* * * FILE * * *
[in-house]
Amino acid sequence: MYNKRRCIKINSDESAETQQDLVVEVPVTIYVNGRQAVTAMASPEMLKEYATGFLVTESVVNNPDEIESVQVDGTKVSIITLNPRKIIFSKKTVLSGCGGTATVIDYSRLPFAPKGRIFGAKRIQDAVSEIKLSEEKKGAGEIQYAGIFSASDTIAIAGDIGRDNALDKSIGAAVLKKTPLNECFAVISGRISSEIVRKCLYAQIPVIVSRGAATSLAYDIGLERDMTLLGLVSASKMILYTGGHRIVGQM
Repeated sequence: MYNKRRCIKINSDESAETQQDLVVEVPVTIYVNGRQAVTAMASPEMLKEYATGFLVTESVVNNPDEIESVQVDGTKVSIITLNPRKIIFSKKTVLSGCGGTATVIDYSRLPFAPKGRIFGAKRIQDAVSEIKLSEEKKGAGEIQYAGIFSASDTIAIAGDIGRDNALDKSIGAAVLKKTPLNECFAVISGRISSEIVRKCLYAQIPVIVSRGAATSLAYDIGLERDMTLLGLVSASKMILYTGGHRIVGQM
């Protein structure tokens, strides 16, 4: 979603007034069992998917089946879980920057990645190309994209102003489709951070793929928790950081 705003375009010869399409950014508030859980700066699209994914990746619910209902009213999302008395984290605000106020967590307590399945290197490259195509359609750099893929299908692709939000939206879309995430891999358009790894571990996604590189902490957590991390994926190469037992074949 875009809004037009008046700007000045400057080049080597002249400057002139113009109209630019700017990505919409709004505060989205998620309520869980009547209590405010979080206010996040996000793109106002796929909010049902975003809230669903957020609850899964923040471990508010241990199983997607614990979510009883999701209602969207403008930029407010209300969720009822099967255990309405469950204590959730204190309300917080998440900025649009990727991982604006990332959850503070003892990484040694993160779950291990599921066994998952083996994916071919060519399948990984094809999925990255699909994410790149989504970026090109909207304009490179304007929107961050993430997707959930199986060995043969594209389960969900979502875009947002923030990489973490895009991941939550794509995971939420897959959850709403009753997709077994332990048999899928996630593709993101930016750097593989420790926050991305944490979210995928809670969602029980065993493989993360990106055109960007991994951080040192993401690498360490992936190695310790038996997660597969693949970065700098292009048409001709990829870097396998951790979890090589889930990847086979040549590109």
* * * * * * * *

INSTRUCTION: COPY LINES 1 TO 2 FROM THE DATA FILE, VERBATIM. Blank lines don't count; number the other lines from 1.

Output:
[in-house]
Amino acid sequence: MYNKRRCIKINSDESAETQQDLVVEVPVTIYVNGRQAVTAMASPEMLKEYATGFLVTESVVNNPDEIESVQVDGTKVSIITLNPRKIIFSKKTVLSGCGGTATVIDYSRLPFAPKGRIFGAKRIQDAVSEIKLSEEKKGAGEIQYAGIFSASDTIAIAGDIGRDNALDKSIGAAVLKKTPLNECFAVISGRISSEIVRKCLYAQIPVIVSRGAATSLAYDIGLERDMTLLGLVSASKMILYTGGHRIVGQM